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American literature and the rise of management: From the mill girls, Emerson, Thoreau and Melville to Rebecca Harding Davis, Bellamy, Twain and Frederick Taylor
This study examines commentary on the changes in work during the industrial revolution in the United States, 1820 to 1914, as a "workplace discourse," by male and female workers, reformers, politicians and writers of fiction (canonical and non-canonical). Their writings disclose a fierce social war over changes in work, the status of workers, working conditions and their cultural implications. The workplace conflict amounted to a second civil war, intricately implicated in the civil war over slavery and federal union. A rhetorical war until 1862, and then a long, bloody series of conflicts in the street, the cultural conflict over industrial work generated a burst of utopian schemes, in fiction and social commentary, between 1880 and 1910. Tracing this discourse shift, specifically in three utopian novels by Edward Ballamy, Ignatius Donnelly and Mark Twain, provides a context for re-reading the bible of American management, Frederick W. Taylor's Principles of Scientific Management, as a utopian text rather than as the applied science Taylor hoped and said the book was. In turn, Taylor's utopian project makes possible new readings of the novels as exciting, prescient social commentary. Together, these texts illuminate the first moments of the country's radical adoption of corporate solutions to social problems. ^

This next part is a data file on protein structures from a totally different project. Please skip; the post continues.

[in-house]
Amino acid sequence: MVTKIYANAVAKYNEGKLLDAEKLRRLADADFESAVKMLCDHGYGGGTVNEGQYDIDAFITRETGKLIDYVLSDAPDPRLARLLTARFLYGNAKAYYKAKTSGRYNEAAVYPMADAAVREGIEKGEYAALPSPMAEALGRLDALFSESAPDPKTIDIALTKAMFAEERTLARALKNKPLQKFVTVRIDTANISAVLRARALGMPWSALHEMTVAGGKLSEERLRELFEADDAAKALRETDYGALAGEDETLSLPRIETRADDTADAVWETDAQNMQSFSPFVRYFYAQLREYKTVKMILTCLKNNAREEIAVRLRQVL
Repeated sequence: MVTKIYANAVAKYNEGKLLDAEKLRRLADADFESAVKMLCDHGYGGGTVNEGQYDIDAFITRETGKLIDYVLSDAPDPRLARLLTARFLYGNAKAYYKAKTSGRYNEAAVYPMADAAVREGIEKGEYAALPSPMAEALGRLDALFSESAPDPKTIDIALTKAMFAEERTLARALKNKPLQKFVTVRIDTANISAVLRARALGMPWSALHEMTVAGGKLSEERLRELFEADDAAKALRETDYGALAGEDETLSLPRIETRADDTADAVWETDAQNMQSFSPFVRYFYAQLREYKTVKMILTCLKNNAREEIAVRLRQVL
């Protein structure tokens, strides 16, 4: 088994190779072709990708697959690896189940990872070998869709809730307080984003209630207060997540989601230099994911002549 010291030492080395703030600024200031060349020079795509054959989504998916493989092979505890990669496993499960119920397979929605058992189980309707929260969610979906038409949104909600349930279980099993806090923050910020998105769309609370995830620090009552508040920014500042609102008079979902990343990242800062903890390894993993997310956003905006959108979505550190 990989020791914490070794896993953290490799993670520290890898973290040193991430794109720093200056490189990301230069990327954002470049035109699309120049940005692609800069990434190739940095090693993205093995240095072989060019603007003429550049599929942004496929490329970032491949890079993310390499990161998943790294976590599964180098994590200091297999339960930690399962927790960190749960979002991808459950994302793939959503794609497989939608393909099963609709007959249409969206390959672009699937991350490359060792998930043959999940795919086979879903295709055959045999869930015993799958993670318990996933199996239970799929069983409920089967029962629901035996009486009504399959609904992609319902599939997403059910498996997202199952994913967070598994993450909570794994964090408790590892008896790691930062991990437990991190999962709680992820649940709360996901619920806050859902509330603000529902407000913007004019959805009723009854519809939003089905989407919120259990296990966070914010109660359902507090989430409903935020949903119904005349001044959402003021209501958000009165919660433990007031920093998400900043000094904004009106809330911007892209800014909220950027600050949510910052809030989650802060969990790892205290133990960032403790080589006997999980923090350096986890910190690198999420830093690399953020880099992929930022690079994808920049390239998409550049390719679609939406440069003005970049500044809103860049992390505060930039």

American Studies|Business Administration, Management|Literature, American
Michael William Munley,
"American literature and the rise of management: From the mill girls, Emerson, Thoreau and Melville to Rebecca Harding Davis, Bellamy, Twain and Frederick Taylor"
(January 1, 1991).
Electronic Doctoral Dissertations for UMass Amherst.